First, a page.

What is your feedback and what would you do different?

One of the best ways to facilitate collaborative conversations with groups or teams that capitalize on their differences is through weaving.  As our textbook describes, it is much like a rug or a blanket being woven together with each thread.  You are taking various groups or teams and interlacing them together so that through their differences the company can cash in on ideas and strategies that emerge (Ernst & Chrobot-Mason, 2011).  We often find that each group or team will have a part of the answer but not the entire answer.  It is only when they come together are, they able to see the bigger picture and obtain the answer they are looking for.  The practice of weaving encourages each group or team to bring their uniqueness to the table so that it can be woven together with others that have done the same.  The result of this is what the book calls intergroup interdependence which is “a state of mutual dependence and collective learning that develops when boundaries are interlaced within a large whole” (Ernst & Chrobot-Mason, 2011, p. 179).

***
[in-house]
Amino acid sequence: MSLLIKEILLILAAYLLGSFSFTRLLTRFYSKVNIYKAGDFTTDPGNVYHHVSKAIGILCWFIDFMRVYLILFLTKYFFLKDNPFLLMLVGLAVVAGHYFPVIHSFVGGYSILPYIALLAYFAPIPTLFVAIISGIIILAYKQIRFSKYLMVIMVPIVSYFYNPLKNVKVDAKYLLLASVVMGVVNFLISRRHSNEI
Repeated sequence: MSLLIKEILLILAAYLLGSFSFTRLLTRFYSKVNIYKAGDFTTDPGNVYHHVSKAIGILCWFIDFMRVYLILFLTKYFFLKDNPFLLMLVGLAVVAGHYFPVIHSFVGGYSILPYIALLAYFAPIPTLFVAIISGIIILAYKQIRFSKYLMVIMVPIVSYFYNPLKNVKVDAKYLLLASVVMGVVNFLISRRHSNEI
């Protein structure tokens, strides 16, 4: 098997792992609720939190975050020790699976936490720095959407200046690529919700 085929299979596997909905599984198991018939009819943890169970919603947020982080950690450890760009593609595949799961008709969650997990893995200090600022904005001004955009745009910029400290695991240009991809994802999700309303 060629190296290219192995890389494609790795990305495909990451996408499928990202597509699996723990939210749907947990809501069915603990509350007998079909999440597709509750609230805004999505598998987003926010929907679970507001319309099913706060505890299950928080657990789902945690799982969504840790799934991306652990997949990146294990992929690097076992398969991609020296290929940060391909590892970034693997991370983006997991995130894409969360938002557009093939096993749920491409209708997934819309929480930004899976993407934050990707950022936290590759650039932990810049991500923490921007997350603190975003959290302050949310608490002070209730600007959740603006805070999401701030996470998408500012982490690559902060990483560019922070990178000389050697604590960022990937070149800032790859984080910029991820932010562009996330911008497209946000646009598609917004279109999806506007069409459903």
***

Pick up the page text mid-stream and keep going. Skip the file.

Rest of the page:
There are steps involved in weaving and the first is to remove any barriers or obstacles to clear the path.  The second and third step is to make sure you are allowing each different group to be different and use those differences while linking up the group’s experience, expertise or actions.  Finally, you must foster an interdependent group of groups and create goals that they cannot achieve on their own.  The leader’s role is to work through all these steps and make sure they are drawing out and interlacing the differences.  This can be exhausting work, but you must make sure you are not putting too much emphasis on one group as that can cause conflict to start.  You also need to come up with creative ways of combating adversity as there may be some in the beginning (Ernst & Chrobot-Mason, 2011).